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July/August 2018

We met for dinner the following night, at Gibson’s, the steak joint on Rush Street. Two guys who play for the Chicago Blackhawks were at the next table with rather bimboesque women, possibly their wives. A few people came up to their table to ask for autographs.

“You seem a touch on edge,” Laura said. “Anything wrong?”

“Not really,” I said.


“I’ve been thinking about Ted Monroe, the fellow you introduced to me on LaSalle day before yesterday.” A mistake, I decided, but it was out.

“What about him?”

“Nice-looking guy.”

“I suppose he is,” Laura said. “A good Catholic. Married with three kids. Nothing for you to worry about.”

With her good instincts, she instantly spotted my jealousy. I decided to change the subject.

“These Blackhawks, like the Jews in the joke, sure know how to live,” I said nodding over toward the two couples at the next table. Laura didn’t know the joke — it was about a Jewish gent who wished to be buried seated at the wheel of his Cadillac — so I told it to her. She laughed, and the fat, or so I hoped, was out of the fire.

At home, I reviewed my relationship with Laura. Time to face it, I thought, I am unlikely to find a more impressive or more pleasing woman than Ms Ross. She was intelligent, beautiful, good-natured, good-humoured. She was even an excellent cook. If I hadn’t been able to find the killing flaw in her, even if she had such a flaw, how bad could it be? She didn’t like ironing? Paid her bills late? Was frightened of dentistry? Nothing, surely, seriously disqualifying.

Time to face it: if I was to marry, was a better candidate than Laura ever likely to turn up? As for my much-prized bachelorhood, I found I was ready to give it up. Laura, with her own work and life, was not likely to stand in the way of my small freedoms. Enough already. I would be fifty-four next month. Bring it on. Marriage, house in the suburbs, dog, children if need be, the whole gesheft.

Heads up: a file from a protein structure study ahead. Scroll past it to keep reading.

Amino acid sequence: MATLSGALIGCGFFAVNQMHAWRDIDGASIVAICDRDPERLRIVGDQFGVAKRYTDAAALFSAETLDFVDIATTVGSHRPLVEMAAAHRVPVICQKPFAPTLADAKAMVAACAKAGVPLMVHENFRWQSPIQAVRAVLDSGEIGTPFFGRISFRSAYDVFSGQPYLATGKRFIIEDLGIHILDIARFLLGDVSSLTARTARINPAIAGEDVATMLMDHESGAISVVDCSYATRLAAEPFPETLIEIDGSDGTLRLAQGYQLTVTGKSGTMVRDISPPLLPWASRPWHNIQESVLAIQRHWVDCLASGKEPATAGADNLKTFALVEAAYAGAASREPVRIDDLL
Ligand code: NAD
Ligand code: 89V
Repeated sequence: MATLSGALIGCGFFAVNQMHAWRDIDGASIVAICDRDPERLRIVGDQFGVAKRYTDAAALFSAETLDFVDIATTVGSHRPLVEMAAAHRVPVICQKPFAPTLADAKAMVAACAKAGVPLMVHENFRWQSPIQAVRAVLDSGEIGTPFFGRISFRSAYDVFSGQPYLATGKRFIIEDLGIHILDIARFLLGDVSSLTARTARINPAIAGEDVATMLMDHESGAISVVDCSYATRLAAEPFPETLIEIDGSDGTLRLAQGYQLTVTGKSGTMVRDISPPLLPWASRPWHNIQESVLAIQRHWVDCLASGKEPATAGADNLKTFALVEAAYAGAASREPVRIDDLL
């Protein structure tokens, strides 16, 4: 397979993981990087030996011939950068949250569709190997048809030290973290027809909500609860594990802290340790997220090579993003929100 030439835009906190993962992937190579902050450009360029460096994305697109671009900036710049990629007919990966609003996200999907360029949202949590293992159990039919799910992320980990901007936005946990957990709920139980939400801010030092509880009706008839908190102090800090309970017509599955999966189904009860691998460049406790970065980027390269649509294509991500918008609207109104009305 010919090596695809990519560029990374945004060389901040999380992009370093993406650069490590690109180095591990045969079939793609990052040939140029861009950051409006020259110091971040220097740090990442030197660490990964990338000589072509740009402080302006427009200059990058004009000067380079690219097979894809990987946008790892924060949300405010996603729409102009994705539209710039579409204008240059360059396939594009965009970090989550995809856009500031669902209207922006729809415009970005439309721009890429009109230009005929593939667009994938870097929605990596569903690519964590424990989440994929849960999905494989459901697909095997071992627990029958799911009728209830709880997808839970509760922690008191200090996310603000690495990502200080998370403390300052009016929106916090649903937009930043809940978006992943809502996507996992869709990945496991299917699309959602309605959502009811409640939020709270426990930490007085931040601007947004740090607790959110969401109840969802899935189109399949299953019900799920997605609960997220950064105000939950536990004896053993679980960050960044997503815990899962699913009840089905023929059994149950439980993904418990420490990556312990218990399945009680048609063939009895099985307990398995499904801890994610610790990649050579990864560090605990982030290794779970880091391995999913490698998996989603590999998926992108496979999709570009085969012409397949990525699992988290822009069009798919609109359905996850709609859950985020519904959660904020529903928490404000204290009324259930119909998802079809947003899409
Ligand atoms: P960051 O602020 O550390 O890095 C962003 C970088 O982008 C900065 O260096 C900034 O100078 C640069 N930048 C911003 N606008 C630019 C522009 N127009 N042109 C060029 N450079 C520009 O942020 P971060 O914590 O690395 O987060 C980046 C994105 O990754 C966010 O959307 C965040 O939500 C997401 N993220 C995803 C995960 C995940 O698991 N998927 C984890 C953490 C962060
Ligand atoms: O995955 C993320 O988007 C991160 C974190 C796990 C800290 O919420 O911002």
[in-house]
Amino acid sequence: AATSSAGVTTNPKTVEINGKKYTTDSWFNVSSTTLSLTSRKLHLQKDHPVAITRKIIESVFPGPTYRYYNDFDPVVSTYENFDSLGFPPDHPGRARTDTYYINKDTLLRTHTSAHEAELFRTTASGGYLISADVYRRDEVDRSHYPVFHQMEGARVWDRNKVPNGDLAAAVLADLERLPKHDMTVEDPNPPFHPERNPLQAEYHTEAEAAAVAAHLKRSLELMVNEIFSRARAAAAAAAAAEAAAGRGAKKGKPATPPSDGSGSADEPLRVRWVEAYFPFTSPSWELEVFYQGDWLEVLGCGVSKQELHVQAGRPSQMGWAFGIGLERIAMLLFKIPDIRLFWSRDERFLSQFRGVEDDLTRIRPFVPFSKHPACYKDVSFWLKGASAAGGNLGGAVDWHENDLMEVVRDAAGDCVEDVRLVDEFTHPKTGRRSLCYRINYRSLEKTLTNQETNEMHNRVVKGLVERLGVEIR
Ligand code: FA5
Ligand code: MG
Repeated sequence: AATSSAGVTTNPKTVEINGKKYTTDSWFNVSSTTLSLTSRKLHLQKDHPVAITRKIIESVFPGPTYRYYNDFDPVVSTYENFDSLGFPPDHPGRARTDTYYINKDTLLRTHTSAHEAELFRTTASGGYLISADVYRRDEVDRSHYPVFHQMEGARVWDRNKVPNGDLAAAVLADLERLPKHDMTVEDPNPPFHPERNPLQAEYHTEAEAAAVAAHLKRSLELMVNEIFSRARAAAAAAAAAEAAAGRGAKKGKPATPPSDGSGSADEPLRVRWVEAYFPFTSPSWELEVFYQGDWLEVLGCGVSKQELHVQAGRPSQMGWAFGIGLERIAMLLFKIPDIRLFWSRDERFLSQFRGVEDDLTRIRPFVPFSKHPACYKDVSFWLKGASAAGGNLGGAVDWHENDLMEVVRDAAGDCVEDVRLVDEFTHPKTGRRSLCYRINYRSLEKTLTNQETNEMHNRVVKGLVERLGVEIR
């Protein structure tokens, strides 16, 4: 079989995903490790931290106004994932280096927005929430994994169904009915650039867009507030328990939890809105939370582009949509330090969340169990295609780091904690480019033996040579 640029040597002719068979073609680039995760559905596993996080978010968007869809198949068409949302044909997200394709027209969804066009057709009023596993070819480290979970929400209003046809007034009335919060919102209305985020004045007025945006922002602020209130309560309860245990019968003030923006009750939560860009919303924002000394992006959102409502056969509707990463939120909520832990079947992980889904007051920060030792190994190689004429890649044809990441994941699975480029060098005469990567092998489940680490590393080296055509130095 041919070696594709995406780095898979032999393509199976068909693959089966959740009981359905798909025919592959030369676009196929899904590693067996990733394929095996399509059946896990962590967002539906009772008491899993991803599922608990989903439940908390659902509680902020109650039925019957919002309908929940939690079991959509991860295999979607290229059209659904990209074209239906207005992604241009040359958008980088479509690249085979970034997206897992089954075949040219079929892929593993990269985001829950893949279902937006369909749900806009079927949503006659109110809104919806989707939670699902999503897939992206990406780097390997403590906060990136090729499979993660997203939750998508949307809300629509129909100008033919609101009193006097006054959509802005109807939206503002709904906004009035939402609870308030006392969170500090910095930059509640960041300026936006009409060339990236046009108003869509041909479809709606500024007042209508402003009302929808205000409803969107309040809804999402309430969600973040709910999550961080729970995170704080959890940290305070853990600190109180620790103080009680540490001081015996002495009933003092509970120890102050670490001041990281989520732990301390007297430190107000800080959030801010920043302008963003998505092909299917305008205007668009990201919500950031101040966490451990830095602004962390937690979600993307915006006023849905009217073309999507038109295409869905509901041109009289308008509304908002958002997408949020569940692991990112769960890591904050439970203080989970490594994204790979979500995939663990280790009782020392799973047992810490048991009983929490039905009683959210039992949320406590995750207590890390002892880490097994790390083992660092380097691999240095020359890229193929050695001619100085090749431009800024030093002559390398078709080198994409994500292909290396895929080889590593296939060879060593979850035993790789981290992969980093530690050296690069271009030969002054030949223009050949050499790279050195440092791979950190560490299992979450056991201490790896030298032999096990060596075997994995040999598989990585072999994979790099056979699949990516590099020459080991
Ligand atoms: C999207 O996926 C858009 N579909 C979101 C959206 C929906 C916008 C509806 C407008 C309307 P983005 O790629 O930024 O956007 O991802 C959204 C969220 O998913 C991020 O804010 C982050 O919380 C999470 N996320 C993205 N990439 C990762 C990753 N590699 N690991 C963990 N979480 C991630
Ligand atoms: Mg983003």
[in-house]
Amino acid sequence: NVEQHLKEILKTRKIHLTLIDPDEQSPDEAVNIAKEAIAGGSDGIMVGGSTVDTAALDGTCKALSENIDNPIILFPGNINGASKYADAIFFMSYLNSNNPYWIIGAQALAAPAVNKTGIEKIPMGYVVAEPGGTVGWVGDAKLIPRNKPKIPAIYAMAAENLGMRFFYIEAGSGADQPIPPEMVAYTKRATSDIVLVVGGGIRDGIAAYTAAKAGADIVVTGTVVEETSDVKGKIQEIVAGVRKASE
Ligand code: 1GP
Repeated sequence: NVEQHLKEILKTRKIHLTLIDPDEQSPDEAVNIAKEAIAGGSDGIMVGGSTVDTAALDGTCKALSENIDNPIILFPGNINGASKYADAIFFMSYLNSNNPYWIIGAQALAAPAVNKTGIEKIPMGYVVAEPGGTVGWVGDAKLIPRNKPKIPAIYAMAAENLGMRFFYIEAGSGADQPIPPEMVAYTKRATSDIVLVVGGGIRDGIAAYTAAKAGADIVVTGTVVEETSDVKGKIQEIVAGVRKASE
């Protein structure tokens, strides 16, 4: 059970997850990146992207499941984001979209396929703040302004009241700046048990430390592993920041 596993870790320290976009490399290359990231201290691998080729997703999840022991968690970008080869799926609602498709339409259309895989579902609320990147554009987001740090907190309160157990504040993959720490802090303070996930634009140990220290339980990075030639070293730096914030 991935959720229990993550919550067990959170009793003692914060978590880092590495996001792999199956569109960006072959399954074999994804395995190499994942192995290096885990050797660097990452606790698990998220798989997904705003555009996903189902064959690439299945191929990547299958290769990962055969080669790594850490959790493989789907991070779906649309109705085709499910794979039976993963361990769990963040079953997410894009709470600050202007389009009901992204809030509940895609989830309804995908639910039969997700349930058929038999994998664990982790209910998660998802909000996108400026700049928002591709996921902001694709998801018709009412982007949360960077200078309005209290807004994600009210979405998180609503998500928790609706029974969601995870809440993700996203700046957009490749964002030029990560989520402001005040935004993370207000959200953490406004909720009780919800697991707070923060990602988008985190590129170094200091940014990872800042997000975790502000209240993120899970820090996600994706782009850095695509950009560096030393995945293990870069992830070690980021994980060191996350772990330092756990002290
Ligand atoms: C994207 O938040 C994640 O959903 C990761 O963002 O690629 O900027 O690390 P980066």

The question of when and how to propose was next on the agenda. I thought of suggesting we take off for a longish weekend lark to Paris, where I could listen to what her old teacher described as her perfectly accented French, and pop the question there in my own halting and probably incorrect French: “M’épouserez-vous?” Another thought I had was to propose in a stilted legal brief: “Party of the first party . . .  party of the second part . . . ”

Then I thought, the hell with all that. The next day I dropped in at Tiffany’s on Michigan Avenue and chose an engagement ring, guessing at the ring-size of Laura’s long, slender fingers. The salesperson, a woman I took to be roughly my age, complimented me in my choice for my simple good taste. Simple good taste apparently doesn’t come inexpensively, for the ring cost eighteen grand and change. (With neither a wife nor children to worry about, money hasn’t been a problem for me.) My plan was to set the ring on the table at our next dinner, and ask Laura, in English and straightaway, if she would marry me.
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